Wednesday, July 23, 2014

'The pain' or better 'Sadness' expressed by Emilio Gallori

'Il Dolore' is the original title of this nice marble sculpture made by the Italian sculptor Emilio Gallori.

This sculptor initially started as a student of the Academy of Fine Arts in Florence, Italy.
He then moved to Rome, and spent some time in England as well.

Emilio Gallori was born in Florence (Firenze) in 1846, and died in Siena in 1924.

His sculpture is often called Il Dolore, but it seems the real original name was 'Tristitia' or 'sadness', and is displayed in Siena, at the Palazzo Publicco, since 1930. It was possibly located before in the Paris ' Jardin des Tuileries'.

We wonder what pain or sadness affects this young man...


Wednesday, July 16, 2014

Nisus and Euryalus

To remain on the spirit of gay love, I suggest for today's sculpture Nisus and Euryalus, the beautiful work from Jean-Baptiste Roman, French sculptor born 3 years after the French Revolution.

photo by Juanda Contreras.
Nisus and Euryalus were two soldiers from Troy, and their love and frienship was so deep that they were ready to die for each other if needed. Nisus was older than Euryalus.

Sculpture detail - the lovers' hands

Sculpture detail - 3 feet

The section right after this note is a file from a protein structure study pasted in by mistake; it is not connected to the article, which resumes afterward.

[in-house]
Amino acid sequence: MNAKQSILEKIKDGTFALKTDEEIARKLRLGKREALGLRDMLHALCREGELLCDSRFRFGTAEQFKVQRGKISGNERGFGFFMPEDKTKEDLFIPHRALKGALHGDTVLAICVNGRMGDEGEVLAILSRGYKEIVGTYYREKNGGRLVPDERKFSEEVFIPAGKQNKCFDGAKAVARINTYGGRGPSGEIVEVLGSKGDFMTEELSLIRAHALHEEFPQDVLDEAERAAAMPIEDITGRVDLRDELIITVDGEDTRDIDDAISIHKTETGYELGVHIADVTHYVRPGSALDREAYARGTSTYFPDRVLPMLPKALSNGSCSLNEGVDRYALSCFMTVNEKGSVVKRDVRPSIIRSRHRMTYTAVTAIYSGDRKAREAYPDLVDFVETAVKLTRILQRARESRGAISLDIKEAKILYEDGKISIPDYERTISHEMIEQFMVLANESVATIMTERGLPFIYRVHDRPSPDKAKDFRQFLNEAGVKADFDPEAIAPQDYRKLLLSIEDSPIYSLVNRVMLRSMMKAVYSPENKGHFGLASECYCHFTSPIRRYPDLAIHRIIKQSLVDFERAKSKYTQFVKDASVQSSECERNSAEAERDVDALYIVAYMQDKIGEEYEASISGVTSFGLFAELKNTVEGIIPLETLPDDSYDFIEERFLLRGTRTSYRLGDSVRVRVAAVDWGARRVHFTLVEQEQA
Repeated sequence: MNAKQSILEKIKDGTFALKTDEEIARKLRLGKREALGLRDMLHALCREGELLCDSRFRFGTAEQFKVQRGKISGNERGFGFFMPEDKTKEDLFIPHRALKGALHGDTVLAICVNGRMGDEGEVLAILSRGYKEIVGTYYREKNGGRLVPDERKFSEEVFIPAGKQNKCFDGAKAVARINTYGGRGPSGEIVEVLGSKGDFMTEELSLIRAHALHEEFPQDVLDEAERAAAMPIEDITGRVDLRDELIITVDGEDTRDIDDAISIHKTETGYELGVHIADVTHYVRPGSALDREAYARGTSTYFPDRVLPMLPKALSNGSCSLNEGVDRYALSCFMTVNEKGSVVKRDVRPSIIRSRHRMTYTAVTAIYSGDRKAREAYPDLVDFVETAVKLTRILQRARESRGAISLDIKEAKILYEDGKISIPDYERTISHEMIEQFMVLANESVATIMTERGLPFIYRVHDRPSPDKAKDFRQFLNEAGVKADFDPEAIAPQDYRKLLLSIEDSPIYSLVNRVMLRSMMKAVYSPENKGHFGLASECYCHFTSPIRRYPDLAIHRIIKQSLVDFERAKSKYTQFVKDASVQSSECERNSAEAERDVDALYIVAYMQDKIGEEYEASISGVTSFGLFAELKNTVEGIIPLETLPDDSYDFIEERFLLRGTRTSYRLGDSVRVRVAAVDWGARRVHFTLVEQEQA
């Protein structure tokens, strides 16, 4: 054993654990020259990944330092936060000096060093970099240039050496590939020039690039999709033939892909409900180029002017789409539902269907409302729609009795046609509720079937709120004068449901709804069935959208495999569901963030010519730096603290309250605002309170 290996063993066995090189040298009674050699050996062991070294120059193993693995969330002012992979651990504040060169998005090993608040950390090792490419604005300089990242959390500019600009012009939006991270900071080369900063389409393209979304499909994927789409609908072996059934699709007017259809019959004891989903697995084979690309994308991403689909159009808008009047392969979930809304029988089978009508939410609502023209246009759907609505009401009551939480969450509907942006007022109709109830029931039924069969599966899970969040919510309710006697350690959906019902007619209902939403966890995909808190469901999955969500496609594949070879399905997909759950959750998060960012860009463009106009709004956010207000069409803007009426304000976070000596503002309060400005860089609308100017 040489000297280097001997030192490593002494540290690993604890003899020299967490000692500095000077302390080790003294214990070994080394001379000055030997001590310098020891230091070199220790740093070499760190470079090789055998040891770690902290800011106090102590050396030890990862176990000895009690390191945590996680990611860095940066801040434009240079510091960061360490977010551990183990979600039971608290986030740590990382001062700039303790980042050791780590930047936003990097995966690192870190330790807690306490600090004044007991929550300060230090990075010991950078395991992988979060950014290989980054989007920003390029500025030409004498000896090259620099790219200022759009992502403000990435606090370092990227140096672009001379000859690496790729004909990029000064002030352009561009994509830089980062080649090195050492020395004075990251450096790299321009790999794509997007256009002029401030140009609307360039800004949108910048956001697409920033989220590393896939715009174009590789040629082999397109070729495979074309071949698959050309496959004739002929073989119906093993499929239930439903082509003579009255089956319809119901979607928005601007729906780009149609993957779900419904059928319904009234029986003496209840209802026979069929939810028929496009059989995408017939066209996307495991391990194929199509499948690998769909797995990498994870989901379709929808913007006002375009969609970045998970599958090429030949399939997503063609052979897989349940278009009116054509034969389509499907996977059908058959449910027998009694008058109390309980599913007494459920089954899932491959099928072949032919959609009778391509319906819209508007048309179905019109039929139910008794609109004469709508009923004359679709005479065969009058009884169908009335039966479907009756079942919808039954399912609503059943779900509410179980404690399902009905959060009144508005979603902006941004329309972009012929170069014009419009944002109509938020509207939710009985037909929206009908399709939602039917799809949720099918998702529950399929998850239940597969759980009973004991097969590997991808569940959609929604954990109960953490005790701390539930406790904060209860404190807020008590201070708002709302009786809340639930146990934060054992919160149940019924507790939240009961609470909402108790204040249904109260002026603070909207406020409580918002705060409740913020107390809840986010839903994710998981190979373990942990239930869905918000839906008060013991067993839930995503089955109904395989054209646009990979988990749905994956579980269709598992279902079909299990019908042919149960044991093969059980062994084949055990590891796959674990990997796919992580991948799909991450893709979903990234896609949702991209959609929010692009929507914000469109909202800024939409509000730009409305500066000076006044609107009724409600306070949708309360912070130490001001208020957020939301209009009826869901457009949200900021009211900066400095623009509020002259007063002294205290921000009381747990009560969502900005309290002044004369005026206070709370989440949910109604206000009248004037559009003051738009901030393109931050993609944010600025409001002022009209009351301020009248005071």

As Virgil wrote in his "Eneide' (that I had to translate years ago!) they were though warriors, serving under Enee. They are a typical example of the Greek lovers from that time, ie a teenager and a young man, whom many served in the famous Theban army. And would fight with more power than a lover to protect his lover ?

The sacred band of Thebes was a group of selected elite soldiers, made of 150 couples of male lovers. They won many battles during almost 30 years, like the famous one of Leuctra, between 378 BC and 338 BC.

Nisus and Euryalus left their home to follow Enee in Italy. One evening, as Enee was not there, Nisus who was guarding the soldiers camp thought he could go inside the Rutules enemy territory to capture their chief. Euryalus approved the project, but did not want Nisus to go alone. He asked someone to take care of his mother, and they left together.

Departure of Nisus and Euryalus, by the French painter Girodet

After having killed several sleeping Rutules soldiers, they met a Roman soldiers group led by Volcens. Nisus succeeded to escape, but Euryalus was captured, and would soon be killed. So seeing this from a distance, Nisus came back and asked to be killed instead of the young Euryalus. But Euryalus throat was cut, Nisus killed Volcens to revenge for it, before to be killed himself as he was embracing Euryalus.
This is the summary of Virgil story in the 9th book of Eneide.

Nisus and Euryalus by the French sculptor Jean Baptiste Roman -1827 - Louvre Museum - Paris
Sculpture detail- photo by Olivier Daaram Noolant

The sculptor Jean-Baptiste Roman is born, and died, in Paris (1792-1835). Several of his marble sculptures are displayed in the Louvre museum, usually around mythology or historic figures.
He won two 'Prix de Rome', had sculptures commissioned by the king Louis-Philippe the first.
He also sculpted contemporary portraits like the bust of the French painter Girodet.
Jean-Baptiste Roman received the Legion d'Honneur in 1827.

Sources: Wikipedia, Louvre Museum.